Alana Cattapan is an Assistant Professor at the Johnson Shoyama Graduate School of Public Policy, and an Associate Member of the Department of Community Health and Epidemiology in the Faculty of Medicine at the University of Saskatchewan. Her research focuses on the governance of the reproductive body, including current research projects on the regulation of assisted reproductive technologies in Canada, the discursive construction of "women of reproductive age," and exemptions on the sale of human tissues in Canadian tissue legislation.
Megan Nichole Poole is a medical anthropologist from Prince Edward Island, Canada. She graduated from the University of Prince Edward Island with an honours degree—a double major in Anthropology and Psychology, with a minor in Sociology. Megan is currently writing a community-based master’s thesis in anthropology at the University of Saskatchewan focused on the experiences of Elders during a wildfire evacuation from a reserve in Northern Saskatchewan in the summer of 2018. Her research interests include preconception care, public policy, governmentality, aging, and gerontology.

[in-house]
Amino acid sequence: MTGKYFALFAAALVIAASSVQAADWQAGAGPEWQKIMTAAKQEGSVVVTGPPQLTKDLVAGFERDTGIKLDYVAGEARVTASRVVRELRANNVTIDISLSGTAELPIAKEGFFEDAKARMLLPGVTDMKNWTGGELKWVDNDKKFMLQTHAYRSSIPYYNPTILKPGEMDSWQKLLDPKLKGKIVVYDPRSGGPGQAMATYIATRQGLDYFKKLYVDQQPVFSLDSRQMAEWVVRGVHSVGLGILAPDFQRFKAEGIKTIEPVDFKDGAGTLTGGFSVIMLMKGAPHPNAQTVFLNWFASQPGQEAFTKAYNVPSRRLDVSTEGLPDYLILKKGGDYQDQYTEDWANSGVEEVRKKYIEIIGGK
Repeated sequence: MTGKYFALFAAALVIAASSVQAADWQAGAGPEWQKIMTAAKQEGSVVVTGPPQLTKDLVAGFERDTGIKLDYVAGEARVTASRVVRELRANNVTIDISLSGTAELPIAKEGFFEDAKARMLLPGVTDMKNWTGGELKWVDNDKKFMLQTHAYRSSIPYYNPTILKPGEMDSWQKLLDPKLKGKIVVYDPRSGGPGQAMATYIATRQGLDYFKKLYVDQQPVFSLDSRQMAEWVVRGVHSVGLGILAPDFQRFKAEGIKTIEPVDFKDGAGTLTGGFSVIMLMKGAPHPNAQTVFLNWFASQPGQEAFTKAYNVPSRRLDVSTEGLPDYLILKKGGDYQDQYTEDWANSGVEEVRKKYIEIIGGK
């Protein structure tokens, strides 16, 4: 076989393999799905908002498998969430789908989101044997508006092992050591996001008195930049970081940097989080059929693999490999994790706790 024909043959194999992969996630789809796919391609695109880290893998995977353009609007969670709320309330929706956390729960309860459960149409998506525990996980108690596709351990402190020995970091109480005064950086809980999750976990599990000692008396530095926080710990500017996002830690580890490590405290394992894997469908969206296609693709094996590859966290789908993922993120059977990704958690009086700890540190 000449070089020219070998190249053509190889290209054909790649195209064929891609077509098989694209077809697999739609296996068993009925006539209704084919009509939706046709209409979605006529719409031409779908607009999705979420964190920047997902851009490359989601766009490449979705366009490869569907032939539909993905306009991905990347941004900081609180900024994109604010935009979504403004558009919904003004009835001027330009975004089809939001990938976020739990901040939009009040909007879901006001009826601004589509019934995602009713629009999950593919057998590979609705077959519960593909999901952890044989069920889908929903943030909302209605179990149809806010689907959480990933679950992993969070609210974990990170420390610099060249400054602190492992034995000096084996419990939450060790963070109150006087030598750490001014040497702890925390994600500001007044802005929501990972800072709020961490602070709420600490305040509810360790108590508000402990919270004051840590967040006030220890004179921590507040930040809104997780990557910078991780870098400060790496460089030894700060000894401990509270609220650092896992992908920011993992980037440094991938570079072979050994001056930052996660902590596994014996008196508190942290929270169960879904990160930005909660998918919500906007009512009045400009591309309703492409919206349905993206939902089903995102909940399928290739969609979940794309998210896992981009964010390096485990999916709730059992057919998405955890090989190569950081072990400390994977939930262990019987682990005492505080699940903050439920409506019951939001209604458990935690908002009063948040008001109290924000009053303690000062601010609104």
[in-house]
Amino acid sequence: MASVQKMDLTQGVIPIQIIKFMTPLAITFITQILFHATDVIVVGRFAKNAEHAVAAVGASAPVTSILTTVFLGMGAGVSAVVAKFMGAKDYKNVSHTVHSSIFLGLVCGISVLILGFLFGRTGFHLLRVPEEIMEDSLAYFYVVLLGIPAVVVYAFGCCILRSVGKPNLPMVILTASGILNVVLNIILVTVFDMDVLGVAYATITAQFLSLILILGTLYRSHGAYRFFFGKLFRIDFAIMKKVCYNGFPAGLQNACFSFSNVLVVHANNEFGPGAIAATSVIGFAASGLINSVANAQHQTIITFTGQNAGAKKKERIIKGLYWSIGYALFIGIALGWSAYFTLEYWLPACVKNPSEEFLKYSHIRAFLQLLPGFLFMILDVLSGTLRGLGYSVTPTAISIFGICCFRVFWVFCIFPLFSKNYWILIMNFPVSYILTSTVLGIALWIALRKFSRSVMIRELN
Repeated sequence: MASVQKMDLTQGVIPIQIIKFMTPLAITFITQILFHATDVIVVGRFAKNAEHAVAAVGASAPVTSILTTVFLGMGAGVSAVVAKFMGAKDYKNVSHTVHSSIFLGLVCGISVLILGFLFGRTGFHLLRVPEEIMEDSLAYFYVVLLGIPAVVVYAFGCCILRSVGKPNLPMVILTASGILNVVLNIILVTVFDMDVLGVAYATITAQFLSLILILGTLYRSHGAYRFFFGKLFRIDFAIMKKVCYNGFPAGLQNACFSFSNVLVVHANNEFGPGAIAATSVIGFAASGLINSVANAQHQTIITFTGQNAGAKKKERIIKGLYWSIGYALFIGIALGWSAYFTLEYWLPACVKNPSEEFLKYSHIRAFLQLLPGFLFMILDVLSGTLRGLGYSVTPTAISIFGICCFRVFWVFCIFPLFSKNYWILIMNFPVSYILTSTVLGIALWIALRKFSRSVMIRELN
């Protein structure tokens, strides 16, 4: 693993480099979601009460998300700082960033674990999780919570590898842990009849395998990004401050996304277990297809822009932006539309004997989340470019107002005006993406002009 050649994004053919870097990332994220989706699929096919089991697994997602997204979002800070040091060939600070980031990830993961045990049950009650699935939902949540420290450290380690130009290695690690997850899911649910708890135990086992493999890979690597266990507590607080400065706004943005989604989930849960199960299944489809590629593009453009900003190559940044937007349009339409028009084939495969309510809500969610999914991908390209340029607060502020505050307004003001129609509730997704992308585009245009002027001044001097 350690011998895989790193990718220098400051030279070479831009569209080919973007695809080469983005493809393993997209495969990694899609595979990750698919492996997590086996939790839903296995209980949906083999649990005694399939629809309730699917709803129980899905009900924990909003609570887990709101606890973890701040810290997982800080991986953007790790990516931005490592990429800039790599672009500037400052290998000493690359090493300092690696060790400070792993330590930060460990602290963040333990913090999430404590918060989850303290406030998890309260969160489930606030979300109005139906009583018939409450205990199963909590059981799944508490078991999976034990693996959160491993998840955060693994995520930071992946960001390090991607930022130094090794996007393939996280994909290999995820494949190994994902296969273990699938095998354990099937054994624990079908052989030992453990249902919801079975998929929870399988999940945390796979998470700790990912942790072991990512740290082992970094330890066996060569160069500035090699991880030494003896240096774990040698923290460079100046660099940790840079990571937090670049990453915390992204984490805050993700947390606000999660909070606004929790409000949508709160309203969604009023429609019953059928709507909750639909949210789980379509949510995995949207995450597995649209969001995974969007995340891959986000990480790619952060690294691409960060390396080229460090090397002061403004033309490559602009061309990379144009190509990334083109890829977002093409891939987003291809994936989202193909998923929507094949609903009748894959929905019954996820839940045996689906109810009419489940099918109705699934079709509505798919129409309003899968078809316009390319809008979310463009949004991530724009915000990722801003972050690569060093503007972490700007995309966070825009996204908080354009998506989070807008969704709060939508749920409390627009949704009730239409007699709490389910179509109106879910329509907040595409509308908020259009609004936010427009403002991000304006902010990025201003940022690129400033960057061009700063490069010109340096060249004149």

Kate Loseth graduated from the University of Saskatchewan with a B.A honours degree in Indigenous Studies in 2018. She is currently attending the Master of Public Policy Program at the Johnson Shoyama Graduate School of Public Policy, and works both as a Teaching Assistant in the Department of Indigenous Studies and as a Research Assistant with Dr. Alana Cattapan. Kate's own research is focused on trans inmate's health in the Canadian prison system.
Samantha Moore graduated from Trent University with B.A honours degree in Anthropology in 2017. Currently attending the M.A program in Anthropology at the University of Saskatchewan, Samantha works as a medical anthropologist conducting research related to the social and cultural determinants HIV/AIDS, public policy surrounding maternal/child health, and food insecurity syndemics.